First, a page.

An insider’s look at how Bitcoin is making renewable energy sustainable featuring industry veterans Meltem Demirors and Harry Sudock.
As big banks, publicly traded corporations and some of the biggest names in finance become increasingly bullish on Bitcoin’s prospects, only a few objections really remain. These days on Wall Street it’s all about responsible investing as seen through the lens of “Environmental, Social and Governance,” (better known as ESG). On this episode of CoinDesk’s “Money Reimagined,” we speak with two of the top minds building out bitcoin mining in the U.S. for an insiders look at the real story on energy, money and sustainability. In this episode we’ll speak with Meltem Demirors, chief strategy officer of CoinShares, and Harry Sudock, vice president of Strategy at GRIID.
To set the stage, earlier this week on CoinDesk TV, fund manager and “Shark Tank” co-host Kevin O’Leary said Wall Street has to satisfy sustainability reporting requirements before it can buy wholesale into bitcoin. He estimated that only 10% of institutions that wanted to buy had bought in, partly because of climate concerns.
He continued, “All of these new providence concerns, which were not on anybody’s mind when crypto was simply the purvey of the hedge fund or the retail investor. Now it has to have a new standard. Where did it come from? How was it mined? Was it mined sustainably? How do I know I’m not supporting mining in a country where human rights are abused like China? All of these issues are at the fore for institutional clients.”
These are valid questions, but they’re certainly not new, much less unanswered. Demirors described the problem as “two facts and two fallacies,” saying:
“Fact #1 – Bitcoin mining is highly energy intensive. That is a fact. Bitcoin is the only network that I know of that documents its energy use and is extremely transparent about it, which I think makes Bitcoin a very easy target. It’s impossible for you to calculate how much energy the banking industry uses, how much energy the U.S. military uses. Most industries and sectors are very opaque about their energy usage. Bitcoin is not.
Fact #2 – A majority of bitcoin miners are located in China. That is still a fact, we are working on changing that but it is a fact.
From those two facts, some logical fallacies follow:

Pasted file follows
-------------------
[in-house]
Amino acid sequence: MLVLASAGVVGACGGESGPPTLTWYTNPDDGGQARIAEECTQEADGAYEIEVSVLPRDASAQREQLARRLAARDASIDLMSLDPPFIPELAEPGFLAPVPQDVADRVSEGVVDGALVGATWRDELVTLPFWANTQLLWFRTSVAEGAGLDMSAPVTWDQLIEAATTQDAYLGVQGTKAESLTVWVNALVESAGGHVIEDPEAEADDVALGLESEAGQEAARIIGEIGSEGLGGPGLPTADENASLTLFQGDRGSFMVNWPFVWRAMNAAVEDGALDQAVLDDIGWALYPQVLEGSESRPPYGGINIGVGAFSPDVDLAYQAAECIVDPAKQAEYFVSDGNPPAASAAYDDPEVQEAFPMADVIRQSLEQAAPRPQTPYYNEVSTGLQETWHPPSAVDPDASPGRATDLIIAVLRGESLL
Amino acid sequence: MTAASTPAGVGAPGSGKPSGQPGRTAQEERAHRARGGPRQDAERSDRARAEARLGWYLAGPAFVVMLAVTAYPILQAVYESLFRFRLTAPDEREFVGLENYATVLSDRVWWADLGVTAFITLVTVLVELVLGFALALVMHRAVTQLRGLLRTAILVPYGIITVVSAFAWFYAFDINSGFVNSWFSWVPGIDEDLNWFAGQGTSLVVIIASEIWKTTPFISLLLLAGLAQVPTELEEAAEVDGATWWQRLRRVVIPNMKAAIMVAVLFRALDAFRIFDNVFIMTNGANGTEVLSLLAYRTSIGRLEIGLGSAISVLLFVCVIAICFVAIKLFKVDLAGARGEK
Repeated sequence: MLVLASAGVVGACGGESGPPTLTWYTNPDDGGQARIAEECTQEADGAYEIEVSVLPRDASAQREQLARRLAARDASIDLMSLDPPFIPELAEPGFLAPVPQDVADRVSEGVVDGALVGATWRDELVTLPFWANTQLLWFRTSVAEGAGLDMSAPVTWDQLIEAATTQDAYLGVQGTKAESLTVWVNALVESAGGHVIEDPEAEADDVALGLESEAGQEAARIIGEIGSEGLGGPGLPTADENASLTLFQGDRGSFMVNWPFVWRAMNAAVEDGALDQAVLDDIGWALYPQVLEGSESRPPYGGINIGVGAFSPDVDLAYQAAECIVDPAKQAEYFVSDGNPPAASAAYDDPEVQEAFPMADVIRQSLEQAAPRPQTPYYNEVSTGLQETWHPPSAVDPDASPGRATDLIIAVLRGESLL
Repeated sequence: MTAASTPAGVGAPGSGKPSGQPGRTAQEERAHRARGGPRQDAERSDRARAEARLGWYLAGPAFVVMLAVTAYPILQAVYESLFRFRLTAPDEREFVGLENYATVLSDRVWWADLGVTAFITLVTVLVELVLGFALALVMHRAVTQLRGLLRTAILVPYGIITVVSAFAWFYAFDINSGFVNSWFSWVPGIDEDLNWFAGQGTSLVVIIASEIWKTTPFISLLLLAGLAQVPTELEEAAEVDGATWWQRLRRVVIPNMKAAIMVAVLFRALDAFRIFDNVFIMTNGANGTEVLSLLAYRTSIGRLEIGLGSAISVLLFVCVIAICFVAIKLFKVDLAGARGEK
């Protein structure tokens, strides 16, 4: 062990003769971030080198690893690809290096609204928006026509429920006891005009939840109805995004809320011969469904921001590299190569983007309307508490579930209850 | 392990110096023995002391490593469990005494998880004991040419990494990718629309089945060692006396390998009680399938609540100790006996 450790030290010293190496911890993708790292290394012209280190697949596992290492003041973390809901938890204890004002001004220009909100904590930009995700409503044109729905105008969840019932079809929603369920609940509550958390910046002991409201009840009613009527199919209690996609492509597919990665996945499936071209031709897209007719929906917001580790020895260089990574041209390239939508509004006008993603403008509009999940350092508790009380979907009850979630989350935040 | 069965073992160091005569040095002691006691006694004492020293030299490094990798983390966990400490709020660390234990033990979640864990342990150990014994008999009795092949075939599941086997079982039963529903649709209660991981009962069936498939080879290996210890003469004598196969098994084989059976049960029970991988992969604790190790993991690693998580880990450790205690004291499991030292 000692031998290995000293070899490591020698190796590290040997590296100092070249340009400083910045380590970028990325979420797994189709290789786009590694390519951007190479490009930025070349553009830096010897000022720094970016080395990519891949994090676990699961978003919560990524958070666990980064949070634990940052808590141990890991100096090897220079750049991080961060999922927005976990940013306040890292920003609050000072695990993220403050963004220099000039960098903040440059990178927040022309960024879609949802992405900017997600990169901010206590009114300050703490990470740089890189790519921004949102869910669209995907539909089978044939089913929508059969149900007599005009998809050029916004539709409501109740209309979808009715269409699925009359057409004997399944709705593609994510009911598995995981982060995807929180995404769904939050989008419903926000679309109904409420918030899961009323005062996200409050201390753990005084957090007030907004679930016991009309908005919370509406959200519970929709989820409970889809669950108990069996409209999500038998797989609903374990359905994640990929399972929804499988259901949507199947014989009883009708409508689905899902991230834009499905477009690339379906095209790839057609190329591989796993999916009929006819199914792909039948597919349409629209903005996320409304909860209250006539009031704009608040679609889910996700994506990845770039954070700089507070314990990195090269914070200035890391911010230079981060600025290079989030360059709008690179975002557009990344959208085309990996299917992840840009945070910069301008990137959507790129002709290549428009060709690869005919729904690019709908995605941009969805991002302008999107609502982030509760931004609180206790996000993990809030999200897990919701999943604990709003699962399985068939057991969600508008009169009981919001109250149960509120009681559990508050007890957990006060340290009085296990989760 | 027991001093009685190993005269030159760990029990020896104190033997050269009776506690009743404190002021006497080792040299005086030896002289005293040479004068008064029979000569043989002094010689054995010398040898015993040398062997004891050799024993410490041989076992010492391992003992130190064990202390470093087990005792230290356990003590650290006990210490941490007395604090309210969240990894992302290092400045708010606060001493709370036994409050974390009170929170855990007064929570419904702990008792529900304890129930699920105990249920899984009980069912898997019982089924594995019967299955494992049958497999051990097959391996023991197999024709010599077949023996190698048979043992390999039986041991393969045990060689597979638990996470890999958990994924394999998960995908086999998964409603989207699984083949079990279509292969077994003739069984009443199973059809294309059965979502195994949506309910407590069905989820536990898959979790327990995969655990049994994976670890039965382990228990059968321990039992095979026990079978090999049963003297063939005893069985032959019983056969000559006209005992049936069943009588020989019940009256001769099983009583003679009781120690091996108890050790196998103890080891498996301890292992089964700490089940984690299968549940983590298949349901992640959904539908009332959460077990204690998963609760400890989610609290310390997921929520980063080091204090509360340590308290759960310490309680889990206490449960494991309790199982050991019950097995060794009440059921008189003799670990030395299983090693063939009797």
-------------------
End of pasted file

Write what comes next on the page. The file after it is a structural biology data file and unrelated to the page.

Fallacy #1 – The logic then goes: Bitcoin miners in China are using dirty, coal-based power. That’s actually false and we have proven that to be false through our bitcoin mining research report. We were the first firm in the industry to do this research. We spoke to all of the miners first-hand and did a bottoms-up calculation where we found that 77% of all bitcoin mining done in China was done with renewable energy that would otherwise not be utilized. So that’s fallacy number one.
Fallacy #2 is that bitcoin mining has an extreme carbon footprint. And that is something that’s also provably false, and I think an area that people who care about the bitcoin network are working to provide more data to make that extremely transparent.
And then, the last logical, sort of “transitive property sum” that comes out of those four statements… Two facts, two idealogical fallacies is that “Bitcoin is bad,” which is a moral judgment.”
Sudock, meanwhile, discussed his experience as a profit-oriented bitcoin miner who was sucked into environmentally responsible mining out of sheer necessity.
“We didn’t enter this industry with an eye towards becoming a renewable operator. We didn’t think that that was sort of our ‘edge,’ but what we quickly found through conversations with everybody from very very large, federal energy producers in the U.S. to very small hydro dams that are run by Mom and Pops who can’t afford upgrades to their turbines, is that everybody is looking for revenue enhancement strategies that will support the growth and resilience of the energy that they’re producing. And the need for those enhancement strategies are particularly acute when you start to look at renewable generation. Those conversations at this point for us are inbound. I spend less time reaching out to energy producers than energy producers spend reaching out to me. And that’s a huge change.”
All of this and more in this week’s episode of CoinDesk’s “Money Reimagined.”
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